A lawsuit was filed yesterday in Rhode Island Superior Court in Newport on behalf of ten people, eight of whom are children, who faced possible exposure to rabies after having contact with a calf at Tiverton Four Corners last July.
The case generated considerable attention at the time. The calf, named Oreo, had bitten a Massachusetts man on July 15. The calf died on July 21, but the town did not notify state officials until July 24, too late to make a definitive determination about the cause of death.
The Department of Public Health in Massachusetts and the Department of Health in Rhode Island instructed anyone who had contact with the animal between July 5, 2013 and July 21, 2013 to contact them regarding their possible exposure to rabies. Each of the plaintiffs did so and were advised by state officials to receive rabies shots.
The suit alleges that Marilyn Bettencourt, owner of Gray’s Ice Cream, Inc., was negligent with respect to the supervision, care and maintenance of a “de facto” petting zoo adjacent to the popular establishment.
Specifically, the lawsuit alleges that Bettencourt failed to have the calves inoculated with the rabies vaccine; allowed the public to interact with the calf named Oreo; and allowed the public to interact with this animal despite the fact that it appeared ill.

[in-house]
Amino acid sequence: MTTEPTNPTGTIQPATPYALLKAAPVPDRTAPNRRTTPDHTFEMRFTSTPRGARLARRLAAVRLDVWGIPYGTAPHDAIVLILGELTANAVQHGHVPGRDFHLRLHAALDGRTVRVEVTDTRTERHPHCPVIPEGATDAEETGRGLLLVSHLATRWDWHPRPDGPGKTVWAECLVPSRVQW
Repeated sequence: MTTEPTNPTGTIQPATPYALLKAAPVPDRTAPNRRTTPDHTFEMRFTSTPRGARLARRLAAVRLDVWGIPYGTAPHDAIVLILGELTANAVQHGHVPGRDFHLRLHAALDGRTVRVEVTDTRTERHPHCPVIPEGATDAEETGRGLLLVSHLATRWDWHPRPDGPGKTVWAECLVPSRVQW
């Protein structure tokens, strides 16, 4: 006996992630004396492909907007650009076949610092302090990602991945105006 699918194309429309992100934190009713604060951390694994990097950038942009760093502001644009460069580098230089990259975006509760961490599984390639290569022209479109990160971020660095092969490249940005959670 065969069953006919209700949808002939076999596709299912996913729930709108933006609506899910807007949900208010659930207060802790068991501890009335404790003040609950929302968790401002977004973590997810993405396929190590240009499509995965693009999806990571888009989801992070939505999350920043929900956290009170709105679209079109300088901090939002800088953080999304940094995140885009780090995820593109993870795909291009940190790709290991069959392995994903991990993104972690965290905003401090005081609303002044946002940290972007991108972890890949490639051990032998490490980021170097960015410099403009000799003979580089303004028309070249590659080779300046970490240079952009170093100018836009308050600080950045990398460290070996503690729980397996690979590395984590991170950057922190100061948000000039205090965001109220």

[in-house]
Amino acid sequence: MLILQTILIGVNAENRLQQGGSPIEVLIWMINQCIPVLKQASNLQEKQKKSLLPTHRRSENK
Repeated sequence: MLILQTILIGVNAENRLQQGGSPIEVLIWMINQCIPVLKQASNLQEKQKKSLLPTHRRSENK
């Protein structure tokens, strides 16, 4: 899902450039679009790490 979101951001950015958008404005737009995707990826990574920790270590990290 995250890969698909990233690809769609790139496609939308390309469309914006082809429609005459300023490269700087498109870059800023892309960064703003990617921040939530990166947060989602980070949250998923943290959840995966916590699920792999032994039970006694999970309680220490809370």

The suit further alleges that as a result of this “failure to ensure that the public was not exposed to a diseased calf,” the plaintiffs were caused to suffer severe, permanent and grievous injuries, severe pain and emotional distress, while expending substantial sums of money in the form of medical and hospital care.
The complaint also brings suit against the Town of Tiverton for negligence – for the alleged failure of the Tiverton Animal Control to notify the Rhode Island Department of Environmental Management in a timely fashion so the animal could be tested for rabies. The suit maintains that as a direct result of the Tiverton Animal Control’s delay, the Rhode Island Department of Environmental Management could not perform the test for rabies on the calf because the animal was too decomposed.
As a result of the town’s failure to ensure that the public was not exposed to a diseased calf, the plaintiffs maintain that they suffered the injuries alleged. Pursuant to state law, claims had already been filed with the Town of Tiverton seeking $100,000 in damages for each plaintiff. A jury trial is being sought.
According to the plaintiffs’ attorney, Brian Cunha, “This unfortunate series of events has disrupted the lives of so many with frightening consequences. The ongoing medical care that each was required to receive was extremely burdensome, expensive and especially terrifying for children. The rabies virus attacks the central nervous system and can cause death. Lingering and serious side effects are possible.”
“The medications are especially potent – with multiple doses being given over various times. But for the actions of the two defendants, this situation need never have arisen, Cunha added.”
Sharon Sybel is the lead attorney on the case. A senior staff attorney with the law firm, she investigated the matter; filed the original claims with the town; and prepared the complaint.